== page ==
Pattern Guide 05: Math on Patterns:

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Performing math and collection operations on patterns

Often, there is not a pattern that delivers exactly the desired result by itself. But, other operations can be applied to patterns, to manipulate one pattern's output and turn it into something else.

Some of these operations look like things you would do to an array, but there is a critical difference. Doing math on an array performs the operation on every array item all at once. By contrast, patterns are "lazy" -- they evaluate one value at the time, only when asked, and they only do as much as they need to do to deliver the next value. An operation on a pattern produces another pattern that remembers the work that is to be done. Making a stream out of the composite pattern creates the structure to perform the operation upon request.

For example, multiplying a pattern by a number produces a "binary operator pattern": Pbinop. Looking at the Pbinop's variables reveals everything that is needed to reconstruct the operation on demand.

In other words, the multiplication here produces not the result of a single multiplication, but a template for an infinite stream of multiplications to follow.

Not only can patterns generate numbers, but they also support all the standard math operators: unary (abs, reciprocal, etc.), binary (+, -, *, /, **, min, max, etc.) and n-ary (clip, wrap, fold, linlin, linexp, etc.) operators are all valid with patterns.

If a binary operation occurs on two patterns, every time a value is requested from the resulting stream, both of the component streams are asked for a value, and the operator applies to those results. If either stream ends, the binary operator stream also ends.

The binary operator adverb `.x`

is supported with patterns. (See Adverbs for Binary Operators.) This adverb is like a nested loop: in `streamA +.x streamB`

, the first value of streamA is added to every value of streamB in succession, then the second value of streamA is added to every streamB value, and so on. This is an easy way to transpose a pattern to different levels successively.

Some of the things you can do to arrays also work with patterns.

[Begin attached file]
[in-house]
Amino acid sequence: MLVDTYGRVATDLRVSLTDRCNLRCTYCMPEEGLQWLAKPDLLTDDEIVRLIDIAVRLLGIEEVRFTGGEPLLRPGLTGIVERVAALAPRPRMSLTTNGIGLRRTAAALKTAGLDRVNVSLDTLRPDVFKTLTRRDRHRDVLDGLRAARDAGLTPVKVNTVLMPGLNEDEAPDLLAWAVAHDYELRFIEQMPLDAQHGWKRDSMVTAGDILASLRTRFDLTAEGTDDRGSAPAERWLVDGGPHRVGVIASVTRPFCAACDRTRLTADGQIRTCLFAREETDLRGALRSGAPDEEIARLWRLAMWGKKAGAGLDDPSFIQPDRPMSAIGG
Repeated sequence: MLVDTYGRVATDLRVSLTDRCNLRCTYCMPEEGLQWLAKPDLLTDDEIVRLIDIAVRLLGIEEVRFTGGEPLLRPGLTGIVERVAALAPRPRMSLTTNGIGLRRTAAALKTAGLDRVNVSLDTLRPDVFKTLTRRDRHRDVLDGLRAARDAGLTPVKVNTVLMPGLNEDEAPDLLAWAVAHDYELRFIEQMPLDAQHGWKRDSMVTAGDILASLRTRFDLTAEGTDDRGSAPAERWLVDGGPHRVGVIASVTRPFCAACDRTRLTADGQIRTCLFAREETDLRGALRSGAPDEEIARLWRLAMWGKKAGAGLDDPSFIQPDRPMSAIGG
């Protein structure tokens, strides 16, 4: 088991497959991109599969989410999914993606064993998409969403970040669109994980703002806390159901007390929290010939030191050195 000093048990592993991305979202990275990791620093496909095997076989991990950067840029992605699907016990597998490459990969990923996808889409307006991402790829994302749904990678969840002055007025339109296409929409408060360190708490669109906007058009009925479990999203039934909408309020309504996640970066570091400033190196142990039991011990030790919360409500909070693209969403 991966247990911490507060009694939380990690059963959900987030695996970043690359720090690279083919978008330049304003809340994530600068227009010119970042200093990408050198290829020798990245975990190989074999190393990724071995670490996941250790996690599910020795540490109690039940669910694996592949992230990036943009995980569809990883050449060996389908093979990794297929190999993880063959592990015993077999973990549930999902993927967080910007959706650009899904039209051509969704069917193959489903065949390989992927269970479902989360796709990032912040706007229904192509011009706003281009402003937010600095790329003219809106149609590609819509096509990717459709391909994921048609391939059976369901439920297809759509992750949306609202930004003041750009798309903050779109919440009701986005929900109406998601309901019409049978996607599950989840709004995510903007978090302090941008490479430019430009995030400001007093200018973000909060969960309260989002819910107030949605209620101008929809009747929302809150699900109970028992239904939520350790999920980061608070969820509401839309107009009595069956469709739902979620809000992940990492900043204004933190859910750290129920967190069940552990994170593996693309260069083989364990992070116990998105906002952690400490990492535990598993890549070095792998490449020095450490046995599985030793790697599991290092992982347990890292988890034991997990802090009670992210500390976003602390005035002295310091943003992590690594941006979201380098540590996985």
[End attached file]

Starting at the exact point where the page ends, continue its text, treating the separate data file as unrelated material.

`collect(func)`

- Applies the function to each return value from the pattern. Good for generic transformations.
`select(func)`

- Preserve values from the output stream that pass the Boolean test; discard the rest.
`reject(func)`

- Discard values from the output stream that pass the test; return the rest to the user.
`clump(n)`

- Calling
`.clump`

on an array turns a flat array into a multilevel array. Similarly,`.clump`

on a pattern gets*n*values from the pattern at once and returns all of them as an array.*n*can be a number or a numeric pattern. `flatten(levels)`

- The reverse operation: if a pattern returns an array, its values will be output one by one.
`drop(n)`

- Discard the first
*n*values, and return whatever is left. `differentiate`

- Return the difference between successive values: second - first, third - second, and so on.

These are some other numeric calculations that don't exactly fall in the category of math operators.

`Pavaroh(pattern, aroh, avaroh, stepsPerOctave)`

- Convert scale degrees to note numbers, with separate ascending and descending scale patterns. Originally written for Indian ragas, it also works well for the western melodic minor scale.
`PdegreeToKey(pattern, scale, stepsPerOctave)`

- Given a pattern yielding scale degrees, convert the degrees into note numbers according to the provided scale and steps per octave. This is done automatically when you use the
`'degree'`

event key, but there might be cases where you would want to do some further math on the note numbers, and it might be necessary to make the conversion explicit. `Pdiff(pattern)`

- Returns the difference between the source stream's latest and previous values. Among other uses, this can measure whether a stream is ascending or descending. This is the underlying implementation of the
`differentiate`

method discussed just above. `Prorate(proportion, pattern)`

- Splits up a number from
`pattern`

according to proportion(s) given by the`proportion`

pattern. This is tricky to explain briefly; see the help file for some good examples.

In a Pbind, normally the patterns for the various keys calculate independently. But it's possible for one or more child patterns to depend on the result of another pattern inside the same Pbind. This is done with Pkey, described in Pattern Guide 06g: Data Sharing.

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helpfile source: /usr/local/share/SuperCollider/HelpSource/Tutorials/A-Practical-Guide/PG_05_Math_on_Patterns.schelp

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